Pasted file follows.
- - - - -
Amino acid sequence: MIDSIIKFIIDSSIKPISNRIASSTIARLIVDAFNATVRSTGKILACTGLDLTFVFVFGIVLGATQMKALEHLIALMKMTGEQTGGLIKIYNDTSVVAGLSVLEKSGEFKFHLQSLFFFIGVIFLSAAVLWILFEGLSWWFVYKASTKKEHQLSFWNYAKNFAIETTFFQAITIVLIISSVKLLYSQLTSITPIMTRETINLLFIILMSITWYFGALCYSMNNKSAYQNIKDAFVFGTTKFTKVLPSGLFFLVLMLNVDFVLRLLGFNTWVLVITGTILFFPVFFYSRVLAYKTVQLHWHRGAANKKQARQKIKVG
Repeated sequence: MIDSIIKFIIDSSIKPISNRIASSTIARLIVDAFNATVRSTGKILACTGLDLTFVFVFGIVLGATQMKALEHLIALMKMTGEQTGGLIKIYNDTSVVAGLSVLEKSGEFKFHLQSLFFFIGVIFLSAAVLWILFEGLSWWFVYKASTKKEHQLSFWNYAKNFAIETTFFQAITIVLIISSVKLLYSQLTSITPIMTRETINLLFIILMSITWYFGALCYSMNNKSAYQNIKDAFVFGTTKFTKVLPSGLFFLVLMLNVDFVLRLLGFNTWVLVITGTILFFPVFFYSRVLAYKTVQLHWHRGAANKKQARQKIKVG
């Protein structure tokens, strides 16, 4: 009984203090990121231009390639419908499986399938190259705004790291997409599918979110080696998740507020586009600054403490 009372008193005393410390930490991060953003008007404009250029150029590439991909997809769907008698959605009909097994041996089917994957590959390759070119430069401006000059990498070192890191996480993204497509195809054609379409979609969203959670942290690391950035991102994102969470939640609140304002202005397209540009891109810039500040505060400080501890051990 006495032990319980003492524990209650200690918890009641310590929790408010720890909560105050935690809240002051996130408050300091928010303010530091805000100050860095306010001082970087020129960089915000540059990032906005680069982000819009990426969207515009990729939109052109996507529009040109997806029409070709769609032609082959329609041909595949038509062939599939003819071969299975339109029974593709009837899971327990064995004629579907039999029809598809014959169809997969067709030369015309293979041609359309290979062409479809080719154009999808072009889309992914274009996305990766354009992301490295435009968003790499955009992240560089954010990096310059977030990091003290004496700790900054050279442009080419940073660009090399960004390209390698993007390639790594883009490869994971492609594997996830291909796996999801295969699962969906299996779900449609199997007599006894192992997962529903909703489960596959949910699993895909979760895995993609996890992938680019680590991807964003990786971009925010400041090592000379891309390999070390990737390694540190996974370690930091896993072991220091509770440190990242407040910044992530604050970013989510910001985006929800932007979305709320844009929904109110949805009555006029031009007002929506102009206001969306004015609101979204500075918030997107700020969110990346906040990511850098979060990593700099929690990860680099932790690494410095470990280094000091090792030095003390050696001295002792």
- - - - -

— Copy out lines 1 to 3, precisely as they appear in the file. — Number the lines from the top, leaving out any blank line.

Amino acid sequence: MIDSIIKFIIDSSIKPISNRIASSTIARLIVDAFNATVRSTGKILACTGLDLTFVFVFGIVLGATQMKALEHLIALMKMTGEQTGGLIKIYNDTSVVAGLSVLEKSGEFKFHLQSLFFFIGVIFLSAAVLWILFEGLSWWFVYKASTKKEHQLSFWNYAKNFAIETTFFQAITIVLIISSVKLLYSQLTSITPIMTRETINLLFIILMSITWYFGALCYSMNNKSAYQNIKDAFVFGTTKFTKVLPSGLFFLVLMLNVDFVLRLLGFNTWVLVITGTILFFPVFFYSRVLAYKTVQLHWHRGAANKKQARQKIKVG
Repeated sequence: MIDSIIKFIIDSSIKPISNRIASSTIARLIVDAFNATVRSTGKILACTGLDLTFVFVFGIVLGATQMKALEHLIALMKMTGEQTGGLIKIYNDTSVVAGLSVLEKSGEFKFHLQSLFFFIGVIFLSAAVLWILFEGLSWWFVYKASTKKEHQLSFWNYAKNFAIETTFFQAITIVLIISSVKLLYSQLTSITPIMTRETINLLFIILMSITWYFGALCYSMNNKSAYQNIKDAFVFGTTKFTKVLPSGLFFLVLMLNVDFVLRLLGFNTWVLVITGTILFFPVFFYSRVLAYKTVQLHWHRGAANKKQARQKIKVG
């Protein structure tokens, strides 16, 4: 009984203090990121231009390639419908499986399938190259705004790291997409599918979110080696998740507020586009600054403490 009372008193005393410390930490991060953003008007404009250029150029590439991909997809769907008698959605009909097994041996089917994957590959390759070119430069401006000059990498070192890191996480993204497509195809054609379409979609969203959670942290690391950035991102994102969470939640609140304002202005397209540009891109810039500040505060400080501890051990 006495032990319980003492524990209650200690918890009641310590929790408010720890909560105050935690809240002051996130408050300091928010303010530091805000100050860095306010001082970087020129960089915000540059990032906005680069982000819009990426969207515009990729939109052109996507529009040109997806029409070709769609032609082959329609041909595949038509062939599939003819071969299975339109029974593709009837899971327990064995004629579907039999029809598809014959169809997969067709030369015309293979041609359309290979062409479809080719154009999808072009889309992914274009996305990766354009992301490295435009968003790499955009992240560089954010990096310059977030990091003290004496700790900054050279442009080419940073660009090399960004390209390698993007390639790594883009490869994971492609594997996830291909796996999801295969699962969906299996779900449609199997007599006894192992997962529903909703489960596959949910699993895909979760895995993609996890992938680019680590991807964003990786971009925010400041090592000379891309390999070390990737390694540190996974370690930091896993072991220091509770440190990242407040910044992530604050970013989510910001985006929800932007979305709320844009929904109110949805009555006029031009007002929506102009206001969306004015609101979204500075918030997107700020969110990346906040990511850098979060990593700099929690990860680099932790690494410095470990280094000091090792030095003390050696001295002792």